Saturday, August 29, 2020

‘Zeroing Out’ Putin’s Terms Leading to ‘Zeroing Out’ of His Political System, Shtepa Says

Paul Goble

            Staunton, August 26 – The “zeroing out” of limits on how long Vladimir Putin may remain as president under the Russian Constitution was supposed to usher in a new period of political stability, but the result has been exactly the opposite, Vadim Shtepa says. Since the referendum, what has happened is the “zeroing out” of the entire Putin system.

            In a comment for Tallinn’s International Centre for Defence and Security, the editor of the Region.Expert portal argues that “the neo-imperial ‘vertical’ is rapidly losing its popularity and significance in the eyes of the residents of many regions,” an indication that “’the Crimean euphoria’” of 2014 has completely dissipated (

            Indeed, the regionalist writer argues, what has occurred recalls how Russia changed from the patriotic enthusiasm of the start of World War I in 1914 and the start of the revolutionary year of 1917. To make his case, Shtepa points to three key developments;

            The first of these is what he calls “the Khabarovsk ‘Belarus.’” The mass protests in the Far Eastern city were completely “unexpected both for the Kremlin and for Russian society which is accustomed to the idea that political demonstrations are characteristic only for the ‘advanced’ residents of the capital.”

            Not only have the Khabarovsk people proved that wrong, but they have come out in defense of the principle that they must have the right to choose their own leaders. They were for Sergey Furgal because they voted for him and saw him as their own; they didn’t support him because he was LDPR and were further offended when Moscow acted as if they had.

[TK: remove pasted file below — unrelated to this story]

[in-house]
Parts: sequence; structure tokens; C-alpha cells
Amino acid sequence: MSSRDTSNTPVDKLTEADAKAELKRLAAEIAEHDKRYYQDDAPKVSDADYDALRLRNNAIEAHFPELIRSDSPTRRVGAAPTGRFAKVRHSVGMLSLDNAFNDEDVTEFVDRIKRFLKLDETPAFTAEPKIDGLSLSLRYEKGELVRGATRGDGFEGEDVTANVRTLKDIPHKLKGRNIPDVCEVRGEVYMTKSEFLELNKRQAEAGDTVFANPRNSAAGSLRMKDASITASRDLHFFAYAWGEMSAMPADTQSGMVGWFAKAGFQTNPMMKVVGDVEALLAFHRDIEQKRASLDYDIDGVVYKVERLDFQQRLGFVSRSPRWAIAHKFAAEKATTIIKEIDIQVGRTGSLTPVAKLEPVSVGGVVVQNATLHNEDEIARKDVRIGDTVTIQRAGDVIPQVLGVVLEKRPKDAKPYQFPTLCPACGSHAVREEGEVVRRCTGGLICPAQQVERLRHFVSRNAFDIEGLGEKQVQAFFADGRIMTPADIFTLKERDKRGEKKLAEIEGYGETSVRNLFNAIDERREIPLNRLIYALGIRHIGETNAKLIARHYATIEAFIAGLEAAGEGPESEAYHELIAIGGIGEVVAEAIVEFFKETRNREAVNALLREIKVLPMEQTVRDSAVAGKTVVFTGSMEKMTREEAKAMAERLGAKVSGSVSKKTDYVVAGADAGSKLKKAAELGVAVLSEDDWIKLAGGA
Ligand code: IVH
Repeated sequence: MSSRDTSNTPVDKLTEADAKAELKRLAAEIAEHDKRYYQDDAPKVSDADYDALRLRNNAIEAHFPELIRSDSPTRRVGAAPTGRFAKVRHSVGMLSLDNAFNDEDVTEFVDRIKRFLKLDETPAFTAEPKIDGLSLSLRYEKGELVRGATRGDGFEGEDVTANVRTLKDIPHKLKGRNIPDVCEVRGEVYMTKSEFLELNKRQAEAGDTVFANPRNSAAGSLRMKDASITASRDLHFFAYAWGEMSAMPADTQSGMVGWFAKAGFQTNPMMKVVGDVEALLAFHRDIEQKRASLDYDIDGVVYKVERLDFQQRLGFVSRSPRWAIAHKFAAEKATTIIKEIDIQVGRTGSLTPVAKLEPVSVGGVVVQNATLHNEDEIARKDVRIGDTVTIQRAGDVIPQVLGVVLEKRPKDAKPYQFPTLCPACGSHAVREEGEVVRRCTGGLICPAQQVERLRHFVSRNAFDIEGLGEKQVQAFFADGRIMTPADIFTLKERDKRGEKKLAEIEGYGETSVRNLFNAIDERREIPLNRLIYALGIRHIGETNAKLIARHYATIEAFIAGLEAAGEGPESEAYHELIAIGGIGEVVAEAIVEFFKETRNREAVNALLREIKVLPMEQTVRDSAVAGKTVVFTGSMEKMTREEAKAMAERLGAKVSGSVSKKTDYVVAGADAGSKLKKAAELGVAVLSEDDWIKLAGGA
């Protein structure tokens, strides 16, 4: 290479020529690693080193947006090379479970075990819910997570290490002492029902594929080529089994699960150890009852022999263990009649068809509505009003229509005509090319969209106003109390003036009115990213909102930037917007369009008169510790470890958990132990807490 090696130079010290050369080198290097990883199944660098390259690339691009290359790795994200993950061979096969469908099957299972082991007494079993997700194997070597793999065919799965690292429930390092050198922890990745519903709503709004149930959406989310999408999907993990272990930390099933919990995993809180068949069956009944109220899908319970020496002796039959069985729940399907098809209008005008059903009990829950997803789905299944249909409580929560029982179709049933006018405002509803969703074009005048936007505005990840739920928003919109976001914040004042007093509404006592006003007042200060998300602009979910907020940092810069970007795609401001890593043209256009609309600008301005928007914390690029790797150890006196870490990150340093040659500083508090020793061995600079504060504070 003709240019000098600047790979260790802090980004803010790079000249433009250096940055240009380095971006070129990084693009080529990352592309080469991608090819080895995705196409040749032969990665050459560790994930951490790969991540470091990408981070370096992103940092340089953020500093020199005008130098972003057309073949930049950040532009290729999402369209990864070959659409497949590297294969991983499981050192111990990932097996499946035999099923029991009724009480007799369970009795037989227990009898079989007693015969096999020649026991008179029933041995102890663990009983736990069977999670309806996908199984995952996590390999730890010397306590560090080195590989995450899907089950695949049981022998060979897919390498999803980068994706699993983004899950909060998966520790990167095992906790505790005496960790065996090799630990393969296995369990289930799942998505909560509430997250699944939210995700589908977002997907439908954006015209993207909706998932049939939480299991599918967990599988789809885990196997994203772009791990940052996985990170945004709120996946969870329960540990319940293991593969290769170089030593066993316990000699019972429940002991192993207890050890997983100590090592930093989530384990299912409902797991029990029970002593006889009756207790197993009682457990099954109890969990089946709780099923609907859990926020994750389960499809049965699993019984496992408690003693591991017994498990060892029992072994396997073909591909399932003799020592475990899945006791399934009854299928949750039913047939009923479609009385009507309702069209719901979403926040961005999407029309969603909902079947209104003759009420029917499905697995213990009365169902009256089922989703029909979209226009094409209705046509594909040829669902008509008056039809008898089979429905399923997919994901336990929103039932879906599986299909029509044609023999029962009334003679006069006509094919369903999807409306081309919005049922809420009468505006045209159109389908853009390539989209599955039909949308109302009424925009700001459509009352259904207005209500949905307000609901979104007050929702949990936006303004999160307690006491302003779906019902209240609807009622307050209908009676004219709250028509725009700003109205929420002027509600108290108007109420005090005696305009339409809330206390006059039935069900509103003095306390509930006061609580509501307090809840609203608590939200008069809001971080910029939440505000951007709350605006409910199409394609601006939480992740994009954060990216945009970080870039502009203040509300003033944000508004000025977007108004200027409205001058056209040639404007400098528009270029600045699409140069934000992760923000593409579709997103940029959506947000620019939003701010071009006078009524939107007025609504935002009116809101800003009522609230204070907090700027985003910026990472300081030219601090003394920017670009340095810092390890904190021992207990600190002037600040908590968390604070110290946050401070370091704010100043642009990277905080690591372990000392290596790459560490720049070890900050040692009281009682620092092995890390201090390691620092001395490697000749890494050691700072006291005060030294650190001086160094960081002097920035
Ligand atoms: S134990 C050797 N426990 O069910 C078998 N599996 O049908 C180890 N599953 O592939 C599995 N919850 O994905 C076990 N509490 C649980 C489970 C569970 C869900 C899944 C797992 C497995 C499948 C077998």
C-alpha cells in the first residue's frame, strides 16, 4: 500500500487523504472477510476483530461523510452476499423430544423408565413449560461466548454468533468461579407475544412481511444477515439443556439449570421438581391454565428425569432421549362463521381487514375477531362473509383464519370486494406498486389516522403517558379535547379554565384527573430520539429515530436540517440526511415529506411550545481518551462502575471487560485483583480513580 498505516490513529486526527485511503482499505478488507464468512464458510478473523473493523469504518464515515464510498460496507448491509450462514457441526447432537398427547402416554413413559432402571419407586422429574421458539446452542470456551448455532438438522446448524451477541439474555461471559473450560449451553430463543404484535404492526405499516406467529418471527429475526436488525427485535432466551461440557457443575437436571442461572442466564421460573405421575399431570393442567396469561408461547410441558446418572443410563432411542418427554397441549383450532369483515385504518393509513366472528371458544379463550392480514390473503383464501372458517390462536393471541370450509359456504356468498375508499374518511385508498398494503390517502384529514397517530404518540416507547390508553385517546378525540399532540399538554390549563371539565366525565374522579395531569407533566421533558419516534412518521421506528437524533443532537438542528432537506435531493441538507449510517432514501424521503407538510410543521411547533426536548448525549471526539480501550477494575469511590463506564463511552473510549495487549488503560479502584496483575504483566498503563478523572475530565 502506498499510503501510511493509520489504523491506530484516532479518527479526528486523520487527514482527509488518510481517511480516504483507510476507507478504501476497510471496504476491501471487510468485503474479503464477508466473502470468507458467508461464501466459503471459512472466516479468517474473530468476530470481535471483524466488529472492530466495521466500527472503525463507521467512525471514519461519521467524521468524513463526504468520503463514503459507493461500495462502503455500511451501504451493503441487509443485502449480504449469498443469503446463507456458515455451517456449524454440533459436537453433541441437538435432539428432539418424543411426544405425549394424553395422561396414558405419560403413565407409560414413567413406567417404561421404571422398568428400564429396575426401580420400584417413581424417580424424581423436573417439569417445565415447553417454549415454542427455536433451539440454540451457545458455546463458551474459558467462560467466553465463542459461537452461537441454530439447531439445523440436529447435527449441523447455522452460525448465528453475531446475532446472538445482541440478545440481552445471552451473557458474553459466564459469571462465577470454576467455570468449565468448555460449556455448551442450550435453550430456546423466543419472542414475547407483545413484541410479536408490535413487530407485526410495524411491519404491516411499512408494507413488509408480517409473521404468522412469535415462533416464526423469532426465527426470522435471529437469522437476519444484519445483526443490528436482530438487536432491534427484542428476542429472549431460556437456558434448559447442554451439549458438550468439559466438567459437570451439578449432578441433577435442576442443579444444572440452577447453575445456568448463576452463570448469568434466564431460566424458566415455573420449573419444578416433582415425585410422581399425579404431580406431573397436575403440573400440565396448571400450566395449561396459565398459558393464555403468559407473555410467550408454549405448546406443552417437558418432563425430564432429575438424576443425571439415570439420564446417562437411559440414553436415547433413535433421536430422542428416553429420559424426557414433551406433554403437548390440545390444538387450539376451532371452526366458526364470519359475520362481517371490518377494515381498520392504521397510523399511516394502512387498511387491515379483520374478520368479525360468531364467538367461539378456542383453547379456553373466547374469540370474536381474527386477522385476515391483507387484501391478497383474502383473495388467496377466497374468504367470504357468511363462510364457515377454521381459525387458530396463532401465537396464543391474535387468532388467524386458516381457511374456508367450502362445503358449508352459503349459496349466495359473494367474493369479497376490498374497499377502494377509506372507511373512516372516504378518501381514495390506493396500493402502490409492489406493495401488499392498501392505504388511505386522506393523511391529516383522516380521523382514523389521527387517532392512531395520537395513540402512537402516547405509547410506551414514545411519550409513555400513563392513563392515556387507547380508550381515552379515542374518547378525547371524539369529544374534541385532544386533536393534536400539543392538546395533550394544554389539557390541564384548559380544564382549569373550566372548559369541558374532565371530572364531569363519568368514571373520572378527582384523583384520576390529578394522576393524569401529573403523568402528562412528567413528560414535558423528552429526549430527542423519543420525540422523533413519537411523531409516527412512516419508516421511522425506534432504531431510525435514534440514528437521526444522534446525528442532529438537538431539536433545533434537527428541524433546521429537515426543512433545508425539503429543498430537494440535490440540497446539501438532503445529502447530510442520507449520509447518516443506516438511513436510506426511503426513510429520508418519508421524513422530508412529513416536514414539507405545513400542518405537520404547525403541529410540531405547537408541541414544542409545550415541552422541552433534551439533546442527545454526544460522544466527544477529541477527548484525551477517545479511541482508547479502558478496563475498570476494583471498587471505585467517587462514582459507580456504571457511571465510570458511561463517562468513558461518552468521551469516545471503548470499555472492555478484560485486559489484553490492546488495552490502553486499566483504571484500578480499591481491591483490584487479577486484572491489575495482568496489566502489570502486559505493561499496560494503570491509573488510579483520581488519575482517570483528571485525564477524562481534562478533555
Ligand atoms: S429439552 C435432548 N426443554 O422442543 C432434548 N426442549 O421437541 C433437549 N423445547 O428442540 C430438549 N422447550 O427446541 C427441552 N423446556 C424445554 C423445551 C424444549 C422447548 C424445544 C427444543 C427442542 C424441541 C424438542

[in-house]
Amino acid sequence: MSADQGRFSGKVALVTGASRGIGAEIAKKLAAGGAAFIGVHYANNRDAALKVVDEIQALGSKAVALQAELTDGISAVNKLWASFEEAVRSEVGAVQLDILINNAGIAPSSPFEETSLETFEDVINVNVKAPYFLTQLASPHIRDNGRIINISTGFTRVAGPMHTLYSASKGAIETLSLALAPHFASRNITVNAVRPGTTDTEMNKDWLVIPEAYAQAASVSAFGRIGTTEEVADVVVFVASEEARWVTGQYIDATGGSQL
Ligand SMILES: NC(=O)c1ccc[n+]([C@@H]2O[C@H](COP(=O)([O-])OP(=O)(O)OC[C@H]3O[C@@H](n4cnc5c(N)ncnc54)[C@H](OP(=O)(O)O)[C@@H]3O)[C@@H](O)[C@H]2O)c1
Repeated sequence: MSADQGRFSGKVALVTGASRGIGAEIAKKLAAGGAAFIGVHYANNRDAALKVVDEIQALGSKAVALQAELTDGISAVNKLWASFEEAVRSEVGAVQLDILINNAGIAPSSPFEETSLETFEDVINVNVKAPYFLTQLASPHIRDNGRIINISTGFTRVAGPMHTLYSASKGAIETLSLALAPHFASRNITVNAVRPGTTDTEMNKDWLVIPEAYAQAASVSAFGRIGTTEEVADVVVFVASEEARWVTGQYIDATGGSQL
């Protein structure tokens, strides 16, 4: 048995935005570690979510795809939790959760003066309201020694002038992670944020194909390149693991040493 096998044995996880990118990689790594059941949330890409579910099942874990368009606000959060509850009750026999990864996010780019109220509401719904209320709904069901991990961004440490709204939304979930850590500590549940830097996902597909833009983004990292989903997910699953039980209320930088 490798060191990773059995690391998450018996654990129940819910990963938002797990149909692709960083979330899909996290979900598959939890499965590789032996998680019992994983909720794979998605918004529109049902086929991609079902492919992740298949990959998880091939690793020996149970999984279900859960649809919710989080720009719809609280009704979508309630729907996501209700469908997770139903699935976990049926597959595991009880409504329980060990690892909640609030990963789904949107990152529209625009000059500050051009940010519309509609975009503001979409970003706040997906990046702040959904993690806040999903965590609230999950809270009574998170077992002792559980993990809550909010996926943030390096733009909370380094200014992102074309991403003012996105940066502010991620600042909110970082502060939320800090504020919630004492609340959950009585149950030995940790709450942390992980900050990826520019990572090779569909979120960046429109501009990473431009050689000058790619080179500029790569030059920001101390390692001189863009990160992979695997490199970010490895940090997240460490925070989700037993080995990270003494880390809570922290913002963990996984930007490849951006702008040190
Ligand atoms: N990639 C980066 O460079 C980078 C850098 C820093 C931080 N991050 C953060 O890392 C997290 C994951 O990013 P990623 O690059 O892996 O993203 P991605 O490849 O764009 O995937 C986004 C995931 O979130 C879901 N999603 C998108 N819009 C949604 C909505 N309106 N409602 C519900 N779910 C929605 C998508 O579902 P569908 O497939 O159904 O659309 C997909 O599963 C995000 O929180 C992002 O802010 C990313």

Furgal himself declared that “my party in Khabarovsk Kray,” and he and his followers marched under the flag of the region, an obvious “precedent for ‘ethnic Russian’ oblasts and krays. Shtepa says, noting that “in the non-Russian republics, people have been using their flags more often.”

            Equally important, the continuing protests in Khabarovsk have been influenced by and are influencing the protests in Belarus because both are about the right of people to choose their own leaders rather than having those leaders imposed on them by others. And in Khabarovsk, the local police don’t want to crack down.

            As a result, the regionalist writer says, Moscow would have to import siloviki from elsewhere if it plans to crush the demonstrations. But taking that step almost certainly would have the unintended and unwanted consequence of further radicalizing the people of Khabarovsk and leading Russians elsewhere to take up their cause.

            The second is the rise of a movement in the Russian North for free elections. The protests at Shiyes against the construction of a dump there for Moscow trash have grown over into demands for real elections in the regions involved and for giving the people of these regions the right to decide on whether they will join their federal subjects together.

            Local officials, following the Kremlin line, have done everything they can to block independent candidates from running for governor because have learned in recent times that the population would vote for them as opposed to any candidate connected in any way with United Russia.

            What these officials and their Moscow controllers do not yet understand, Shtepa says, is that “falsification of free elections under current conditions will inevitably lead to the radicalization of protest attitudes.” They have forgotten what happened in Estonia at the end of the 1980s when an environmental movement grew into a political and anti-imperial one.

            And the third is what Shtepa refers to as “the Bashkir crossroads.”  There, officials are trying to deflect the environmental protesters by offering compromises, but if these promises turn out to be empty, the activists will resume their actions with a new and far broader agenda, including political demands.

            Moreover, in Bashkortostan, the powers that be have sentenced Ayrat Dilmukhametov to nine years in prison for advocating not independence or simple autonomy but real federalism. That outrageous sentence, Shtepa concludes, underscores today’s reality in Russia that “the empire really fears federalist ideas!”

No comments:

Post a Comment